Revered children's author Allan Ahlberg has turned down an award for lifetime achievement because it is sponsored by Amazon, saying “the idea that my 'lifetime achievement' should have the Amazon tag attached to it is unacceptable".
The award was offered to him by the Booktrust at its Best Book Awards earlier this month, and although he was initially delighted at having been chosen, he turned it down upon discovering the online retailer's sponsorship.
In a letter to The Bookseller magazine, he wrote that its widely criticised tax arrangements, first revealed in 2012, compelled him to decline the honour. "Could the Booktrust not have found a more moral sponsor?" he wrote.
"Tax, fairly applied to us all, is a good thing. It pays for schools, hospitals – libraries! When companies like Amazon cheat – paying 0.1% on billions, pretending it is earning money not in the UK, but in Luxembourg – that's a bad thing. We should surely, at the very least, say that it is bad and on no account give it any support or, by association, respectability.”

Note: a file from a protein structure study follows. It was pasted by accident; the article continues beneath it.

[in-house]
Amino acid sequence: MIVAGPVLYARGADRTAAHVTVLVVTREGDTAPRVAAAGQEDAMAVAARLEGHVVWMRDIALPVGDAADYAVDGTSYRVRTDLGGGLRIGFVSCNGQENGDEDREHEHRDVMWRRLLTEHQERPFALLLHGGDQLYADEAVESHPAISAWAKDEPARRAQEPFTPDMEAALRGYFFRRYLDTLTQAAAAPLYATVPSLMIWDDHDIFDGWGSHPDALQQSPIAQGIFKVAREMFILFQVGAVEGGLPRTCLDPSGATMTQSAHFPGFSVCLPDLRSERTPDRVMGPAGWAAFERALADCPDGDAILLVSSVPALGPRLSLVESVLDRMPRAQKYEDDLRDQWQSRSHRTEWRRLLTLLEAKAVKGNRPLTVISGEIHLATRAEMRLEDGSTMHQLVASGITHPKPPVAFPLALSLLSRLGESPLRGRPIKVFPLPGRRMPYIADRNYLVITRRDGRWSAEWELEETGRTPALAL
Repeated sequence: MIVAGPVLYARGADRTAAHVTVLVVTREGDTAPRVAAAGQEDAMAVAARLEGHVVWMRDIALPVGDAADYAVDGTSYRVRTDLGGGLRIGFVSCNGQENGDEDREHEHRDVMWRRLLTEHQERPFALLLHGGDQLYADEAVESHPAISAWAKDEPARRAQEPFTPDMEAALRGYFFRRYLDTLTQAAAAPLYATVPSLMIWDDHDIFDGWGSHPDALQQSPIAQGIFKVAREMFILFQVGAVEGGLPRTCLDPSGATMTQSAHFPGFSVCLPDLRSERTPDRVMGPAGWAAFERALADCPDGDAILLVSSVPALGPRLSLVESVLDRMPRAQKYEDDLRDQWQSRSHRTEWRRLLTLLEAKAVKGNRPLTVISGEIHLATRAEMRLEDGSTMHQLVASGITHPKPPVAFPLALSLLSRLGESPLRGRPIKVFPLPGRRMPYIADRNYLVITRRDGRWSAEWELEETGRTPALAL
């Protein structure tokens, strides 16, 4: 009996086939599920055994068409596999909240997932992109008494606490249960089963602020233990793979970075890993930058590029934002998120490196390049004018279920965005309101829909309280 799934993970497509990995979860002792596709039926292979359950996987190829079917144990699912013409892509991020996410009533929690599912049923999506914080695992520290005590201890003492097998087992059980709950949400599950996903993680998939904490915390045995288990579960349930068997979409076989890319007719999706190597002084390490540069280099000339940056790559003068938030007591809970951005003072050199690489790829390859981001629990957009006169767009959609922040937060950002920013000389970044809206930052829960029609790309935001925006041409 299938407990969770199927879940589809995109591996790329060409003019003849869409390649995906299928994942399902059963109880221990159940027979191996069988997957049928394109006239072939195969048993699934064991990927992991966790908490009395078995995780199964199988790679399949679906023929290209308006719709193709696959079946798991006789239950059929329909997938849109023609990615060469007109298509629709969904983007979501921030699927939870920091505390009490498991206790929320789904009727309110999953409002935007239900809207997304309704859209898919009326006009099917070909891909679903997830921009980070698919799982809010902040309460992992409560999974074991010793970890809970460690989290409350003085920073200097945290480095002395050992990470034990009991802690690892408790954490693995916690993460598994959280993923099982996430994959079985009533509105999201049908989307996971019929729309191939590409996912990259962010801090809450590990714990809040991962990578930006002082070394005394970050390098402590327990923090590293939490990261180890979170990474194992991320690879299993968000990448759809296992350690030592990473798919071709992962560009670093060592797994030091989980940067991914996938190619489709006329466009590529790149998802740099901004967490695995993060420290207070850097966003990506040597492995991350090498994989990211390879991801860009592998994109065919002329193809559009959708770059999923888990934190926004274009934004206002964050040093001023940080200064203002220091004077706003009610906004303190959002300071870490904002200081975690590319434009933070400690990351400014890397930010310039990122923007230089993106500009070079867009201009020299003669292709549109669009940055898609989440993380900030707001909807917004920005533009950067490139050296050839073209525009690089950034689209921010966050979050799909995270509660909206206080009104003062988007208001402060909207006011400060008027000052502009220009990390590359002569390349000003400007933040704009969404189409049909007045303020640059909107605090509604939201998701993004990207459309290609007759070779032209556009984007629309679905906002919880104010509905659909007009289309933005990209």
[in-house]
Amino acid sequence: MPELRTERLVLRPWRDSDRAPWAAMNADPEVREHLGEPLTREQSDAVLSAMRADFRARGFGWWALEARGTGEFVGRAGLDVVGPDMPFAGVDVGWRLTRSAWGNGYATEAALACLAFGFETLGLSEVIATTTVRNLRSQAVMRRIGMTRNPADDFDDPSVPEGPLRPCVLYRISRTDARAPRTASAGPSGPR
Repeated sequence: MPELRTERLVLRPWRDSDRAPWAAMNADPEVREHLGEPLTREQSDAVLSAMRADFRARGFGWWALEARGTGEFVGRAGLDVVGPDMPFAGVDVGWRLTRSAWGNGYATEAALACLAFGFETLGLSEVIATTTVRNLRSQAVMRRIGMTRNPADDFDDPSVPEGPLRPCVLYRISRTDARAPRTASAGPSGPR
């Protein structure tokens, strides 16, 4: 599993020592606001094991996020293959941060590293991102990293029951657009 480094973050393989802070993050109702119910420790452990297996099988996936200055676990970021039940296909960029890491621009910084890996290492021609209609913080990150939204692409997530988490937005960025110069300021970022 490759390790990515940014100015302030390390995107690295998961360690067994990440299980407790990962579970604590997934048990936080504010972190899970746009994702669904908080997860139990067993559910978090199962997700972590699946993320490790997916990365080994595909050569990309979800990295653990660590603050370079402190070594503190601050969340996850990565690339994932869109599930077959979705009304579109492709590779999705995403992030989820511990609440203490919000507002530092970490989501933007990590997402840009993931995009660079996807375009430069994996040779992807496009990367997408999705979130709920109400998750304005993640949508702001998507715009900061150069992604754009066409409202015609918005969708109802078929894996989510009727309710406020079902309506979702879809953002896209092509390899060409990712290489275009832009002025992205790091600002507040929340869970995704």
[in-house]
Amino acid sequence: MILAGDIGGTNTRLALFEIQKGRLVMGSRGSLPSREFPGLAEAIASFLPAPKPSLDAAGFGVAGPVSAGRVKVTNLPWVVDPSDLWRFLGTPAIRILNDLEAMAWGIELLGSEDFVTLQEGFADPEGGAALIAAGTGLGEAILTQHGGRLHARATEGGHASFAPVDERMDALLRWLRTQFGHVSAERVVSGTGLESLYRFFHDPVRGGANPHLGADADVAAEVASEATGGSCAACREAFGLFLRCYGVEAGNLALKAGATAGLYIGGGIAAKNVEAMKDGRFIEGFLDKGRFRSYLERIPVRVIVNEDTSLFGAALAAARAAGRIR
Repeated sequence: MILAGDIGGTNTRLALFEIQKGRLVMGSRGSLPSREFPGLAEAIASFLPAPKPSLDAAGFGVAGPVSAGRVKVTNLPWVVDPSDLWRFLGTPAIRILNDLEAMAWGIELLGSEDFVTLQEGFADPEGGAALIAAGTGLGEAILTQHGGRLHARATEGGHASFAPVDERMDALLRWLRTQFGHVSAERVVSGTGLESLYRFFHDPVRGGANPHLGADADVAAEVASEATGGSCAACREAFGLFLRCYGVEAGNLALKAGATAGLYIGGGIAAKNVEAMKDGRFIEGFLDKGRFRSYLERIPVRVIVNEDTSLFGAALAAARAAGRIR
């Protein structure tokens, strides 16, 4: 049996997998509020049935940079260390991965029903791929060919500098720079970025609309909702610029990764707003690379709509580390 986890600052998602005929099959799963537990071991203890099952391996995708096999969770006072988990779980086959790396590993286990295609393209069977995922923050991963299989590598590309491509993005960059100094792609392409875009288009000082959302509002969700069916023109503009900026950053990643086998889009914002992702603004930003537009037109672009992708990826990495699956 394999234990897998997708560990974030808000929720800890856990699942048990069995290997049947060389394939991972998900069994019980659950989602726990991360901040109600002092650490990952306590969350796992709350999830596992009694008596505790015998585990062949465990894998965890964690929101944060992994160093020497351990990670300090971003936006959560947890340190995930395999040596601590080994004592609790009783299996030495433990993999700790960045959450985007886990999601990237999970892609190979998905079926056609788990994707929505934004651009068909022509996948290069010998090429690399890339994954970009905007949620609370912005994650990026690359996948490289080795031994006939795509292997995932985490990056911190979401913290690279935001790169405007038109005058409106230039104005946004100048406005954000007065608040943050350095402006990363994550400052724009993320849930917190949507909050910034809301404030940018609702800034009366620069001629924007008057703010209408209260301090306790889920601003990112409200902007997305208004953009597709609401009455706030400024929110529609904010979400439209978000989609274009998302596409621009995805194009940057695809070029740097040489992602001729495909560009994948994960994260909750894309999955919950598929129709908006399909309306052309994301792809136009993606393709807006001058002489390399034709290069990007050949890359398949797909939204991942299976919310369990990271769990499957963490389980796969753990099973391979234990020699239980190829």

Amazon's UK branch paid £4.2m in taxes last year, which was less than one per cent of the total £4.3bn made in sales. The retailer has kept its tax rate low by taking payment from customers based on Luxembourg’s tax jurisdiction. It is also because the company only pays tax on its profits, with much of its turnover being put back into the expanding business.
The awards, called the "Booktrust Best Book awards with Amazon Kindle", were decided by 120,000 school children from around the UK. It is the first time that this particular award, the Booktrust Lifetime Achievement Award, has been given.
Since starting his writing career in the 1970s, Ahlberg has produced some of the UK's most loved children's books, including Each Peach Pear Plum, The Jolly Postman and Funny Bones, to name a few. He created many of his works alongside his late wife, Janet, who was an illustrator.
Viv Bird, chief executive of Booktrust, told the Bookseller that, although disappointed by Ahlberg's choice, she recognised that it was his “personal decision”.
She added that the reading charity works with "a wide range of partners in order to fulfil our charitable aim of bringing books to children and children to books", and that "Amazon's sponsorship of the Best Book awards, in its inaugural year, enabled us to celebrate some of the best of children's literature, create a buzz around books, and make a significant contribution to our mission of encouraging more children to read".